One of the main reasons for getting an environmental audit is to comply with local government planning system requirements. Proposed updates for Victoria's land use planning system to integrate the new Environment Protection Act 2017 are in progress. These should take effect 1 July 2021.
About environmental audits and planning decisions
The type of environmental assessment for a planning scheme amendment or permit depends on the:
- land’s proposed use
- land’s potential for contamination.
Planning authorities enforce the Planning and Environment Act 1987 and under this the Ministerial Direction No.1 – Potentially Contaminated Land. This requires planning authorities to ensure potentially contaminated land is suitable for proposed changes to planning schemes.
When the proposed use of potentially contaminated land is sensitive, planning authorities must ask for an environmental audit. Examples of sensitive land use include:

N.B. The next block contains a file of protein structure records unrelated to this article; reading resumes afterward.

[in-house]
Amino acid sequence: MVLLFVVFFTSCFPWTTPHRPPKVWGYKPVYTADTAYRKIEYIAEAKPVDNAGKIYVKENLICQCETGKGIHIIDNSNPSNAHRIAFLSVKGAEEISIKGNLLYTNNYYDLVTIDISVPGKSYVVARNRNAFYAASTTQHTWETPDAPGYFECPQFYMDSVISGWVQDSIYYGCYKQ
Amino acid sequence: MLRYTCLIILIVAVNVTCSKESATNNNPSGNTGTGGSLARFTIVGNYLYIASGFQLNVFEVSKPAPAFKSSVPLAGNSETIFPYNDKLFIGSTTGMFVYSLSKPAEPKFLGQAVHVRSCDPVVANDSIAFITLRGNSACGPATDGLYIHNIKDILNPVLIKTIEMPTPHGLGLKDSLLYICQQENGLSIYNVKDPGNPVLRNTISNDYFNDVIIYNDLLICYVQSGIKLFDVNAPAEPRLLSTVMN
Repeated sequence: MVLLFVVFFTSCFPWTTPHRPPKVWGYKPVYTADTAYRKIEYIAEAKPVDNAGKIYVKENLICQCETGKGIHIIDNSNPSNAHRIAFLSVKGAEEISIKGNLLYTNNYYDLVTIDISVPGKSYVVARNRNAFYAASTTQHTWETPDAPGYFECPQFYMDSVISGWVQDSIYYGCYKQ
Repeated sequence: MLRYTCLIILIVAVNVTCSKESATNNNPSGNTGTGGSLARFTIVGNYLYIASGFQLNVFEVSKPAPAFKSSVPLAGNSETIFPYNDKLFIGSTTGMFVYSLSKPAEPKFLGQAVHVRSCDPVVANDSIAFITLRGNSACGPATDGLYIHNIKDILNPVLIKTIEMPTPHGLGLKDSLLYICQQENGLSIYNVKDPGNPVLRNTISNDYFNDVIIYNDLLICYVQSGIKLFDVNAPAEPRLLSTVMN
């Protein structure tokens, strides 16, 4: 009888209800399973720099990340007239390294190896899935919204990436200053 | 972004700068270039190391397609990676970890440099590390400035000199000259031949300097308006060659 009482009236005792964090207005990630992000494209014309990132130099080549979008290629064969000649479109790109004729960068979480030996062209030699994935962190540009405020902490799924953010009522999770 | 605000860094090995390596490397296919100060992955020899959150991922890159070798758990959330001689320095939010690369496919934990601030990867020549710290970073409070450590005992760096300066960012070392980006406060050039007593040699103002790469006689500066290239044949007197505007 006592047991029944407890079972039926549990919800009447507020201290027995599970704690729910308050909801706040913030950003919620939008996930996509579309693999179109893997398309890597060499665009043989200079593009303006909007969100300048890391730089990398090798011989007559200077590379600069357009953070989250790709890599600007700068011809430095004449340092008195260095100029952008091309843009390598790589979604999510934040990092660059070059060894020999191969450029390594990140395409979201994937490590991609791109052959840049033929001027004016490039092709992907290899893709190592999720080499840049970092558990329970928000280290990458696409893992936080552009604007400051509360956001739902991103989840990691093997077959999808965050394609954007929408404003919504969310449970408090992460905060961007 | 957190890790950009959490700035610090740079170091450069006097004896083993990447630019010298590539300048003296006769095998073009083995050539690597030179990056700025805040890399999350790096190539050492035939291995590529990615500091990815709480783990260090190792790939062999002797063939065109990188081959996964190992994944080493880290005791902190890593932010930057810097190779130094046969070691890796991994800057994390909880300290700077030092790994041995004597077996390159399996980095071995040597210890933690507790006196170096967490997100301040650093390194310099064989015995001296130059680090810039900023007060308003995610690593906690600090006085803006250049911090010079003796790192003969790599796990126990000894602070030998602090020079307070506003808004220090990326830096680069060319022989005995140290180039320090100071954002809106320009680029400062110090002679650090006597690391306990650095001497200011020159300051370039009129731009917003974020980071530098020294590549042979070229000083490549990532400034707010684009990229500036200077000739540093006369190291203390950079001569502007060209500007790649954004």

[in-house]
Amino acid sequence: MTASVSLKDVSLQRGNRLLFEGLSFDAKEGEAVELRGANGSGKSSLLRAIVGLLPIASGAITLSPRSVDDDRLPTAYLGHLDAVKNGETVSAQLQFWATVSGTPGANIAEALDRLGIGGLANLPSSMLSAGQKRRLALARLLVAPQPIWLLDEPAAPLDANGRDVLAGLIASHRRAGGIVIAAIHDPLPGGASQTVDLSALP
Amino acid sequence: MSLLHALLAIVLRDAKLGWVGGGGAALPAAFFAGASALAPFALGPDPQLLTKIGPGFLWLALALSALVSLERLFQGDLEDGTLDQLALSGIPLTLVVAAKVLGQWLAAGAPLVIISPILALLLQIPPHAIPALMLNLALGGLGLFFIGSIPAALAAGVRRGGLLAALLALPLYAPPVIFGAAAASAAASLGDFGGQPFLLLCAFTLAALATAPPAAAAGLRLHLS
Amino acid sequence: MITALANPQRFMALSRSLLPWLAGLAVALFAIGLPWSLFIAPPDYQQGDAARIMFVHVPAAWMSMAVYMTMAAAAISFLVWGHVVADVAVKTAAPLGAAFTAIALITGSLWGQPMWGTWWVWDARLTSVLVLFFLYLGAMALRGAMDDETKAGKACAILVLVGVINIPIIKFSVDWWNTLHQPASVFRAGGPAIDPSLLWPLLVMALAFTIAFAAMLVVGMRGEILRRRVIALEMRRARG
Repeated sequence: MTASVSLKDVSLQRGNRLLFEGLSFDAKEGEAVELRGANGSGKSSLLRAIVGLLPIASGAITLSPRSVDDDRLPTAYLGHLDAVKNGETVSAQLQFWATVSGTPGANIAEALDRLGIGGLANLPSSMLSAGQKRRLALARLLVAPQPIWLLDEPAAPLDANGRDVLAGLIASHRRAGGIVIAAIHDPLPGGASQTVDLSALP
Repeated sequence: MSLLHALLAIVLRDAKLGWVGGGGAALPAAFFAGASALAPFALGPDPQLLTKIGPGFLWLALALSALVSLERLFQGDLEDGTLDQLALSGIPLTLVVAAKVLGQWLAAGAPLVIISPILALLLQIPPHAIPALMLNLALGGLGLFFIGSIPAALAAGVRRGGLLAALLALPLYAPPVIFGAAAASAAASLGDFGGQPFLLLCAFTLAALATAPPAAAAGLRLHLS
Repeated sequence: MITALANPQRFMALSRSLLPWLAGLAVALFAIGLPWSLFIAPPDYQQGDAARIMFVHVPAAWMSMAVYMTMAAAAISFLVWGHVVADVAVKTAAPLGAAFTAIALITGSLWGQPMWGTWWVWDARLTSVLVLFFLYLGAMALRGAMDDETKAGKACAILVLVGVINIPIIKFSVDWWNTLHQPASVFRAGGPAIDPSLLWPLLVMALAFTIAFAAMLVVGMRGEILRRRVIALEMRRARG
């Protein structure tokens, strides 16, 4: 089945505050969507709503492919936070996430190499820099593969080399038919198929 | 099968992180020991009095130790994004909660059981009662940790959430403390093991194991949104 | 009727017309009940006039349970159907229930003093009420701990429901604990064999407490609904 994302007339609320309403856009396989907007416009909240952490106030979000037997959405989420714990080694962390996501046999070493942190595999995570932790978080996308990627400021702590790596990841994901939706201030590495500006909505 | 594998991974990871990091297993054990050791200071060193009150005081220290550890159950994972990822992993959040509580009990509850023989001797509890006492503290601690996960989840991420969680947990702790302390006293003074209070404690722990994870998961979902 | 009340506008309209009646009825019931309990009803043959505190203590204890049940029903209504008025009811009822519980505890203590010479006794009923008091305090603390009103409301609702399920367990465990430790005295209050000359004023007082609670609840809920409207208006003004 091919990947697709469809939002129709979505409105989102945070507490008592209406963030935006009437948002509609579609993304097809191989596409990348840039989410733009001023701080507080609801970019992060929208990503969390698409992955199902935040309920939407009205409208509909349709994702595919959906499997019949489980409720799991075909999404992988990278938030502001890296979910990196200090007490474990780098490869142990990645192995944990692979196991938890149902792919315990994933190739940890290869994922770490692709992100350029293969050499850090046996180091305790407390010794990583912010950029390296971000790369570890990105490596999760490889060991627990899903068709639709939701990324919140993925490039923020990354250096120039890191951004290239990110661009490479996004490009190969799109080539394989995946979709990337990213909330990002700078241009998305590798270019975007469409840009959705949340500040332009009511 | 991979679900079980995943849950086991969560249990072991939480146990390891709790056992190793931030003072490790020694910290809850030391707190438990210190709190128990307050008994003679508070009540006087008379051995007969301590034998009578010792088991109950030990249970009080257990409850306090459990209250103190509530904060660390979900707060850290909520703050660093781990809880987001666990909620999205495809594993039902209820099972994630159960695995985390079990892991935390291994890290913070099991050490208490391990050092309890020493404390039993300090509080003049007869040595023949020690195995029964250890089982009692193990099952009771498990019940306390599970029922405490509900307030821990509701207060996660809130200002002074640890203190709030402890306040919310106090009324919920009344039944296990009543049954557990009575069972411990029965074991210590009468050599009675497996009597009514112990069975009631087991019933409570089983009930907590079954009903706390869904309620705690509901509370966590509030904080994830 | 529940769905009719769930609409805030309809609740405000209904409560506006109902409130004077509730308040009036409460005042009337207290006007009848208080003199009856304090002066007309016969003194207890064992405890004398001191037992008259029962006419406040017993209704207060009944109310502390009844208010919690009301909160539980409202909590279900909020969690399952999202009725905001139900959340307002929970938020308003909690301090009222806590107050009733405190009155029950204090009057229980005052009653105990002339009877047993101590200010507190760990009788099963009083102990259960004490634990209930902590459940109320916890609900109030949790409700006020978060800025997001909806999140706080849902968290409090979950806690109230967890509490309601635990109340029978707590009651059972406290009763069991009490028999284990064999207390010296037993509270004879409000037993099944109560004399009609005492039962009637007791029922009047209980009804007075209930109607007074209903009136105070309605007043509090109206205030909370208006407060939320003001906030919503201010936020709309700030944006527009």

- childcare centres
- primary schools.
When assessing planning permit applications, planning authorities may make decisions based on the outcome of environmental audits. These are usually 53X audits. Under the current Environment Protection Act 1970, the outcome would be either a certificate or statement of environmental audit.
Planning officers need to apply to the planning permit any conditions or recommendations made in the environmental audit. Enforcing these conditions or recommendations is also local government’s responsibility.
How environmental audit overlays work
Local government can apply an environmental audit overlay (EAO) to a site under the Victoria Planning Provisions. It shows that a site is potentially contaminated and requires an environmental audit if its proposed use is sensitive.
An EAO doesn’t prevent an assessment and approval of a planning scheme amendment. However, it does prevent the approval of planning permits. Removal of an EAO occurs when an audit outcome confirms land isn’t contaminated.
For more information see the Planning practice note: Potentially contaminated land.
About government oversight and review of site assessments
Local government often requests site assessments. You would engage an environmental consultant to perform these. EPA doesn’t regulate site assessments and EPA-appointed auditors don’t provide oversight of these assessments.
Reviewed 4 August 2020